Educational environments can present challenges for children with Pathological Demand Avoidance (PDA), who require different strategies than children with a more straightforward presentation of autism, and schools frequently find themselves struggling to meet their complex needs. In this guide PDA experts Ruth Fidler and Phil Christie outline effective strategies for supporting pupils with PDA in education settings. Including a useful overview of PDA, this book outlines the impact of this diagnostic profile on learning, and explains why Collaborative Approaches to Learning is such a successful method for supporting pupils with PDA. It shows how teaching professionals can get started with this approach, with advice for implementing key strategies to overcome common challenges. The book also includes information on creating PDA-friendly learning environments, helping pupils to develop long-term social and emotional resilience. With handy downloadable resources, valuable information on supporting the wellbeing of adults who work with children with PDA, this is an essential resource for teaching and support staff in mainstream and special education schools.
"To think of PDA as merely involving demand avoidance is to me akin to thinking of tigers as merely having stripes." This book is a unique window into adult Pathological Demand Avoidance (PDA), exploring the diversity of distinct PDA traits through the voices of over 70 people living with and affected by the condition. Sally Cat, an adult with PDA, has successfully captured the essence of a popular online support group in book form, making the valuable insights available to a wider audience, and creating a much-needed resource for individuals and professionals. Candid discussions cover issues ranging from overload and meltdowns, to work, relationships and parenting. This is a fascinating and sometimes very moving read.
Diagnosed with Pathological Demand Avoidance (PDA) in his teenage years, Harry Thompson looks back with wit and humour at the ups and downs of family and romantic relationships, school, work and mental health, as well as his teenage struggle with drugs and alcohol. By embracing neurodiversity and emphasising that autistic people are not flawed human beings, Thompson demonstrates that some merely need to take the "scenic route" in order to flourish and reach their full potential. The memoir brings to life Harry's past experiences and feelings, from his torrid time at school to the peaceful and meaningful moments when he is alone with a book, writing or creating YouTube videos. Eloquent and insightful, The PDA Paradox will bring readers to shock, laughter and tears through its overwhelming honesty. It is a turbulent memoir, but it ends with hope and a positive outlook to the future.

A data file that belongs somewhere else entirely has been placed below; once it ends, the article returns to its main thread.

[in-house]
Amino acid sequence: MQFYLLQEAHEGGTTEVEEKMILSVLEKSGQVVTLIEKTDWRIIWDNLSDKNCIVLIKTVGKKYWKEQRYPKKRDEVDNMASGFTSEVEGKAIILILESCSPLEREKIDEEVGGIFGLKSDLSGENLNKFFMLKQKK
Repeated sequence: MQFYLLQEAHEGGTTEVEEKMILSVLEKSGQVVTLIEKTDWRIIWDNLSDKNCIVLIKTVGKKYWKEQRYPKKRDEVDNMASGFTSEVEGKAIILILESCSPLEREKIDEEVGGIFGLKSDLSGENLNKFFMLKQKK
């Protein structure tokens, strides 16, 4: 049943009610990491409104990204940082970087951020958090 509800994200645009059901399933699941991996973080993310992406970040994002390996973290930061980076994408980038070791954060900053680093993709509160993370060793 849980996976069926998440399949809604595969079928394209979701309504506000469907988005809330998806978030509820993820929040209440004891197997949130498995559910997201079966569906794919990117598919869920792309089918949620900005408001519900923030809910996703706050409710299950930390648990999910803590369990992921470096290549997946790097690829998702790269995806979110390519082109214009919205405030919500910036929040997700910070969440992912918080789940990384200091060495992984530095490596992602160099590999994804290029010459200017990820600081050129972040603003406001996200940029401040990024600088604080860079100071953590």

Elaine Halligan’s My Child’s Different: The lessons learned from one family’s struggle to unlock their son’s potential explores the enabling role that parents can play in getting the best out of children who are seen as ‘different’ or ‘difficult’. Foreword by Dr Laura Markham. Society favours children, and adults, who conform. The notion that our children may be shunned for being ‘different’ breaks our hearts, but there is plenty we can do to help such children develop into thriving, resilient adults. In My Child’s Different Elaine shares the true story of her son Sam, who by the age of seven had been excluded from three schools and was later labelled with a whole host of conditions – ranging from autistic spectrum disorder (ASD) to pathological demand avoidance (PDA), before finally being diagnosed with dyslexia. He had become ‘the Alphabet Kid’. His family never gave up on him, however ... Drawing lessons from Sam’s transformational journey from difficult child to budding entrepreneur, My Child’s Different offers encouragement to parents who may be concerned about what the future might hold, and demonstrates how – with the right support and positive parenting skills – their children can grow up to surprise and delight them. The book chronicles Sam’s journey from birth to adulthood, allowing readers to spot past and present patterns that may be comparable with their own children’s experiences, and provides pragmatic parenting advice that will be of benefit to any parent whose children – who may or may not have a diagnosed learning difficulty – struggle with life educationally or socially. Elaine writes with warmth and compassion as she revisits the challenges faced, the obstacles overcome and the key interventions that helped instil in Sam a sense of self-belief, a drive to succeed and an emotional intelligence beyond his years. Interspersed throughout the narrative are the reflections and insights of parenting expert Melissa Hood, who illustrates the key concepts from Sam’s story and shares practical positive parenting techniques to help parents better connect with their children. Also included are contributions from Sam himself – providing an additional, uniquely rich perspective that will help deepen parents’ understanding of their children’s feelings and emotions. Suitable for parents, educators and anyone who works with children, My Child’s Different is a celebration of all the unique qualities that those who are different bring to society. Chapters include: 1. Us, and Our Blue-Eyed Boy (The Calm Before the Storm); 2. I’m Sure It’ll All Be Fine (Pre-School); 3. Naughty, Stupid Little Child (Primary School); 4. There Has to Be Another Way (Out of School); 5. This Changes Everything (Back to School); 6. Revealing the Diamond (Secondary School); 7. Moving On Up (Sixth Form); 8. Anything Is Possible (Adulthood).